We find a similar image in Neuromancer:

Lines of faint light began to form, verticals and horizontals sketching an open cube around the stage.  The restaurant's lights had come back up slightly, but the framework surrounding the stage might have been constructed by frozen moonbeams.  Head bowed, eyes closed, arms rigid at his sides, Riviera seemed to quiver with concentration."(p.139)

We identify two essential keys for effective magick running the Orbs.  Jacking in and endurance.  Jacking in means immersing as much as possible all of one's sensory and extra sensory attentions into the Orb environment.  You are not looking at graphics on a screen, rather you are in another world teeming with life just as much as the one you came from.  Feel the weather of the orb, the humidity or dryness of the air on the skin.  Get a sense of the texture of the walls.  Feel the cool stones on the feet in some orbs or the soft grass in others; the fog rising from the cobblestones when starting the Courage or Hero orbs  Scale down visual perceptions to the size of the avatar so that when you encounter huge Buddha or Star Goddess (Nuit) statues, etc. you get a sense of the awesomeness of their size; that same sense of an unexpected vista and grandiose feeling you might get the first time being inside the skyscraper canyons of New York City, seeing the Grand Canyon or a Redwood tree, possibly Niagara Falls; maybe boarding a gigantic ocean liner?  It's the sense of suddenly encountering something infinitely larger.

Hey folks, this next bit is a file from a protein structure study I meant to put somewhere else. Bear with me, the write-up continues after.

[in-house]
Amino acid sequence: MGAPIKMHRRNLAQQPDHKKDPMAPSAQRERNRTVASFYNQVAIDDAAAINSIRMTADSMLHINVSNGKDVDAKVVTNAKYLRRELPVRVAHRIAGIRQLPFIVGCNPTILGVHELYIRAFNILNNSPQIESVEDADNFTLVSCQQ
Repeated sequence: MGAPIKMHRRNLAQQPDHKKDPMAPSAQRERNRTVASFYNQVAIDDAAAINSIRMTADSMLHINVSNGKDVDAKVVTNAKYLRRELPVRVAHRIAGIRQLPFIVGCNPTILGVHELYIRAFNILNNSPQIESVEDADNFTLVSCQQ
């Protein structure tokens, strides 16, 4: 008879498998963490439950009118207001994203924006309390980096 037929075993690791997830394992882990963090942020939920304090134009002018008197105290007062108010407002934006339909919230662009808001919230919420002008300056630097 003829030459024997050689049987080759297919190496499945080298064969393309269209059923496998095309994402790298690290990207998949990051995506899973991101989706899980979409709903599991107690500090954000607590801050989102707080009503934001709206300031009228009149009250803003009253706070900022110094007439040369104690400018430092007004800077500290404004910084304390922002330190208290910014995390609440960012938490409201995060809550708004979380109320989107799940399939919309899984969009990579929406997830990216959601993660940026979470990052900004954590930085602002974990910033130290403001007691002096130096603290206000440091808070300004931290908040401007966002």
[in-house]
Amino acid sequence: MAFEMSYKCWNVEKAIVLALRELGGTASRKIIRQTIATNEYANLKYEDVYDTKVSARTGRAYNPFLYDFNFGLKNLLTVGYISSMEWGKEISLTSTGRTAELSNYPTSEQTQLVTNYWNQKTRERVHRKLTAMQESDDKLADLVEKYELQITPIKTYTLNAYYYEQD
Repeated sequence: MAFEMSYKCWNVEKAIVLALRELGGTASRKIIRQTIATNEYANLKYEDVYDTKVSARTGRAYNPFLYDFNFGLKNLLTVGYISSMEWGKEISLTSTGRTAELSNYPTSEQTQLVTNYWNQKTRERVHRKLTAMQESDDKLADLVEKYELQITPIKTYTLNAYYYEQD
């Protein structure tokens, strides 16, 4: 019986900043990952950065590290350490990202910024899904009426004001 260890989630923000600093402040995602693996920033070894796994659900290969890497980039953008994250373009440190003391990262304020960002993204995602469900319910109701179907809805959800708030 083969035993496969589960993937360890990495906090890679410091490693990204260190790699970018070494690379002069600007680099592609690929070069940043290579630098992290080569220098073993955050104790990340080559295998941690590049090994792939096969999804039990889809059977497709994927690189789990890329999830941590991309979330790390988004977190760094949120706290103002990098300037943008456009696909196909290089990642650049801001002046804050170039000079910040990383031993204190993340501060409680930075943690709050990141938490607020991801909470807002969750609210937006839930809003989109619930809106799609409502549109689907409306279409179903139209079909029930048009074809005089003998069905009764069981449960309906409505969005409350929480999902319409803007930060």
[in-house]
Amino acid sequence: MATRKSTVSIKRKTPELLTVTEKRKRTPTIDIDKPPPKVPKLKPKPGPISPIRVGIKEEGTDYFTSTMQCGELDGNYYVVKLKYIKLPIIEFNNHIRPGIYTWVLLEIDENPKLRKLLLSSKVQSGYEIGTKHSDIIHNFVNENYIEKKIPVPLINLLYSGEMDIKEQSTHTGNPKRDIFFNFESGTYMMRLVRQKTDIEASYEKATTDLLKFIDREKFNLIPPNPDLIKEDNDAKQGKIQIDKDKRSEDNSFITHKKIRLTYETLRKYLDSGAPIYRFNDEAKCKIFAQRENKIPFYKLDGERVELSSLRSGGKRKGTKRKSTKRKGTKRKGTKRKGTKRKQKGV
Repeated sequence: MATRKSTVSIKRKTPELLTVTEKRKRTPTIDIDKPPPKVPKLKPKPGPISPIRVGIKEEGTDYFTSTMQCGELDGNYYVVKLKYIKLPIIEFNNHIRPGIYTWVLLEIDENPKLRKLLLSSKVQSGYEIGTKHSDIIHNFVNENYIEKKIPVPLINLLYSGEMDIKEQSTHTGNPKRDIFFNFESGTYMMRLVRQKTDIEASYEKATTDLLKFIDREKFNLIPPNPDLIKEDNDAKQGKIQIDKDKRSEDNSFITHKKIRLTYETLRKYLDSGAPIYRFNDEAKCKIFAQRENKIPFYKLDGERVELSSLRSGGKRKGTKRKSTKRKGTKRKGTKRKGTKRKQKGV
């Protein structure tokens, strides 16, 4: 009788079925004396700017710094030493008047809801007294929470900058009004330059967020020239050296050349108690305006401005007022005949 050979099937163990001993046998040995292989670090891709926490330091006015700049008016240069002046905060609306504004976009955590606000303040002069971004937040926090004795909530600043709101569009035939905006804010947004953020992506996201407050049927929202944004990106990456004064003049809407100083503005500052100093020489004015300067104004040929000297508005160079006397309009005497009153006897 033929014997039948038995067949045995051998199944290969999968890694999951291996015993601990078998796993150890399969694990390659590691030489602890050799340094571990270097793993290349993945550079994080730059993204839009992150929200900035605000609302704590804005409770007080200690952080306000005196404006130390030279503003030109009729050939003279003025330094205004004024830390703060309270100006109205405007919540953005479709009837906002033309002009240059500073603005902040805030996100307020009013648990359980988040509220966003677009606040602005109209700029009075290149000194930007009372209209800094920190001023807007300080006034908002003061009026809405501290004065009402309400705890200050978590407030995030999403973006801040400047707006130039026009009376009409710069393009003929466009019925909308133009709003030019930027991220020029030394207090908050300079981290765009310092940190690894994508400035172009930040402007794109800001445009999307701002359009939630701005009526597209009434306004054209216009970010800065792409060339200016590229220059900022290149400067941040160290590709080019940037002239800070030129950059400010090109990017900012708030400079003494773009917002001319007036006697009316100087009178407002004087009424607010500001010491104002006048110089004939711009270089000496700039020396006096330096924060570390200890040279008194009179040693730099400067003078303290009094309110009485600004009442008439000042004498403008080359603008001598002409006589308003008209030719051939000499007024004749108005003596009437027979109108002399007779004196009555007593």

Just as ritual magick stimulates all the senses to align with the invocation or evocation, we use our imagination in all our senses to immerse our collected presence into the gaming orb.  Smell the sweet pea and vanilla fragrance of Wisteria or tangy lemony smell of Daphnes, or however you picture the flora and fauna in the Peace Orb or any of the other orbs with lush, verdant landscapes.

The music and sounds in these monads contribute a great deal to the magick.  E.J. Gold's flute playing turns up in several orbs especially the cleansing ones.  I wrote elsewhere of West African flautists who played their flutes over our bodies to psychically cleanse our energy fields. This kind of psychic cleansing gets highly recommended on a daily basis to any sensitive who regularly comes into contact with humans.

We get some help from Neuromancer for jacking into an Orb avatar.  This describes Case's awareness when it goes into another body:

The abrupt jolt into the other flesh.  Matrix gone, a wave of sound and color.....She was moving through a crowded street, past stalls vending discount software, prices feltpenned on sheets of plastic, fragments of music from countless speakers.  Smells of urine, free monomers, perfume, patties of frying krill.  For a few frightened seconds he fought hopelessly to control her body.  Then he willed himself into passivity, became the passenger behind her eyes. (p.56)

In the Remedy and Power orbs the player gets a selection of different avatars to choose from between various male, female or animal characters.  Trying on different bodies to run the orbs results in different perceptions and sensations.  It appears a practical way to get the sense of the shamanic practice called shapeshifting.  Ever wonder what it would feel like to travel as a fish?